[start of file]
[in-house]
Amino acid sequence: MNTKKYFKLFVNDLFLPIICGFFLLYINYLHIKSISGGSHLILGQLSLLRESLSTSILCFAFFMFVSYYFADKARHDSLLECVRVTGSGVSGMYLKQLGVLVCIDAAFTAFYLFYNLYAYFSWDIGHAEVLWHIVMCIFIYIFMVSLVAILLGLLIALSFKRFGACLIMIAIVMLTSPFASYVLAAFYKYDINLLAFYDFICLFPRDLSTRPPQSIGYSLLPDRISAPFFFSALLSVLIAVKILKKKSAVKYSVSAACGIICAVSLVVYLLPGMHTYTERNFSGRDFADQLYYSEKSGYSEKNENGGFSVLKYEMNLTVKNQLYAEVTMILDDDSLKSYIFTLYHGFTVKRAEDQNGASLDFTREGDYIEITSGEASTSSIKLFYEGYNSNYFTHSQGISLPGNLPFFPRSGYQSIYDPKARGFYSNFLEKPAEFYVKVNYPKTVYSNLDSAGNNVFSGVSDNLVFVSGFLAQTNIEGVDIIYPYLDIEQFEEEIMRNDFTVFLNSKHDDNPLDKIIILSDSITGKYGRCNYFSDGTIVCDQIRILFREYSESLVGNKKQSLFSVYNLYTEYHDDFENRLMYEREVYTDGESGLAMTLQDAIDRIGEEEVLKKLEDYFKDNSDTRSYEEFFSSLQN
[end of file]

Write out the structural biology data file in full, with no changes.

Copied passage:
[in-house]
Amino acid sequence: MNTKKYFKLFVNDLFLPIICGFFLLYINYLHIKSISGGSHLILGQLSLLRESLSTSILCFAFFMFVSYYFADKARHDSLLECVRVTGSGVSGMYLKQLGVLVCIDAAFTAFYLFYNLYAYFSWDIGHAEVLWHIVMCIFIYIFMVSLVAILLGLLIALSFKRFGACLIMIAIVMLTSPFASYVLAAFYKYDINLLAFYDFICLFPRDLSTRPPQSIGYSLLPDRISAPFFFSALLSVLIAVKILKKKSAVKYSVSAACGIICAVSLVVYLLPGMHTYTERNFSGRDFADQLYYSEKSGYSEKNENGGFSVLKYEMNLTVKNQLYAEVTMILDDDSLKSYIFTLYHGFTVKRAEDQNGASLDFTREGDYIEITSGEASTSSIKLFYEGYNSNYFTHSQGISLPGNLPFFPRSGYQSIYDPKARGFYSNFLEKPAEFYVKVNYPKTVYSNLDSAGNNVFSGVSDNLVFVSGFLAQTNIEGVDIIYPYLDIEQFEEEIMRNDFTVFLNSKHDDNPLDKIIILSDSITGKYGRCNYFSDGTIVCDQIRILFREYSESLVGNKKQSLFSVYNLYTEYHDDFENRLMYEREVYTDGESGLAMTLQDAIDRIGEEEVLKKLEDYFKDNSDTRSYEEFFSSLQN